CMAMAS - Special Features - GSM 20 - The Giant Block-Setting Crane


GSM 20 - The Giant Block-Setting Crane

The GSM 20 - The Giant Block-setting Crane 1971 by G. E. Rudings of South Africa.

Even though the leaflet text is quite clear, the illustrations of the gear box were puzzling. Thanks to Mr. David Williams, who sent me nice pictures via e-mail, I could finally figure out its mechanism.

For easier adjustments, and to increase the reliability of the mechanism, many parts of the original were replaced. For this article, I have decided to limit myself to those improvements that I thought were the most significant. Experienced builders and those who, in the past, have built this crane, will all easily identify the substitutions using the pictures.

1 - The Roller Bearing: I replaced the eight 4" Stepped Curved Strips and the 7½" Circular Strip with a 7½" Circular Plate, and fixed at its centre a Metallus long boss Bushwheel no. 4018-39.

2 - The Boom: To have perfect vertical girders, and to eliminate excessive stress, I used in some places end slotted strips and extra 1½" Strips under some of the 1½" Angle Girders. I replaced the 1½" Strips that joined transversally the sides of the boom by 1½" x 1" and 1½" x 1½" Flat Plates to ensure parallelism. To limit the number of washers needed, I replaced all the 1½" x ½" Double Angle Strips by Angle Brackets and 1½" Strips. I replaced the six 5½" x 3½" Flat Plates bolted together to form a compound plate by a single 9½" x 9½" Flat Plate (one that our Product Manager, Mr. David Duncan, ordered for me).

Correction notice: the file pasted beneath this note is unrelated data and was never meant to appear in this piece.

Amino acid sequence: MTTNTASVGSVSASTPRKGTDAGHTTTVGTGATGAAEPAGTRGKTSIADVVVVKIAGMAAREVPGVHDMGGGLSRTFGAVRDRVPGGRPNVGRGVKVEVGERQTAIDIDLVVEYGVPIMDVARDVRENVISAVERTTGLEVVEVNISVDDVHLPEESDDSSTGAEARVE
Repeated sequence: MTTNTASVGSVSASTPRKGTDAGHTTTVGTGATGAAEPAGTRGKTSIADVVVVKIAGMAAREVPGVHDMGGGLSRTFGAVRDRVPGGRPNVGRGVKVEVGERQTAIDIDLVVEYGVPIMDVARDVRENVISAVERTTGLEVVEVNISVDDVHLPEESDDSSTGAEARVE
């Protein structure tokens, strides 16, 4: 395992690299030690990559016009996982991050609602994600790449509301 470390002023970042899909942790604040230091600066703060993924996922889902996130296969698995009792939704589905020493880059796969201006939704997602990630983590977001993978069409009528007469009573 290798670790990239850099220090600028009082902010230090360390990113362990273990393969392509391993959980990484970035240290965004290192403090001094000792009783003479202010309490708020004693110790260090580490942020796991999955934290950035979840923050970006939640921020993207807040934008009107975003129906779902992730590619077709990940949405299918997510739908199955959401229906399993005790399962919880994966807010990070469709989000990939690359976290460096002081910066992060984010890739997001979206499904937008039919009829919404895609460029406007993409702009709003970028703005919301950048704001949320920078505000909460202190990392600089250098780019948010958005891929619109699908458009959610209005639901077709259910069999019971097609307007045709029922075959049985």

3 - The Traveler: To serve as guides for the rope under the traveler, I fixed 4 Handrail Couplings (part No. 136a), and to haul the traveler I replaced the ordinary cord by two 2 meters elastic cord that I bought at a very cheap price in a needlework shop. Only a few turns of this elastic rope around the wood roller were necessary for satisfactory hauling, and there is no need for springs to provide proper tension in the cord.

4 - The Pulley Block: I replaced the 2" Threaded Rods by Threaded Spacers, and the Corner Brackets by Metallus Bearing Mounts no. 4650-07.

5 - The Mechanism: In the original plan, there is one selector rod for each of the 4 movements of the crane. In this way it is theoretically possible to operate all the movements simultaneously.

I thought that I did not need such flexibility. Two movements at the same time, and changing the direction of the movement by only reversing the polarity of the motor power using an electrical switch was fine with me. In reality I found that I always operated my crane one movement at a time. So I replaced the four ¾" Pinions on the Rod with Keyway with only two, and I replaced the four 1" x ½" Double Brackets with 4 Cranks. By sliding one of the two selector rods from one end to the other, the ¾" Pinion enclosed in the Crank engaged with one of the two Contrate Gears under it. The neutral position was therefore just at the centre of the throw of the selector rod.

Under the gear box, I also replaced the Threaded Rod by Threaded Spacers, and I replaced the Coupling which journalled the rods for the slew and hoist with a 2½" x 1" Double Angle Strip.

For those who plan to build this magnificent model I suggest that you first find a proper place where it can be shown to good effect. Mine is now in the guestroom!

Yves-Ste-Marie, yveslorraine@videotron.ca

This article appeared in the December 2014 issue of "Canadian MeccaNotes". From this web page you can download the complete set of photos using the link below.

cmamas_gsm20_photos.zip


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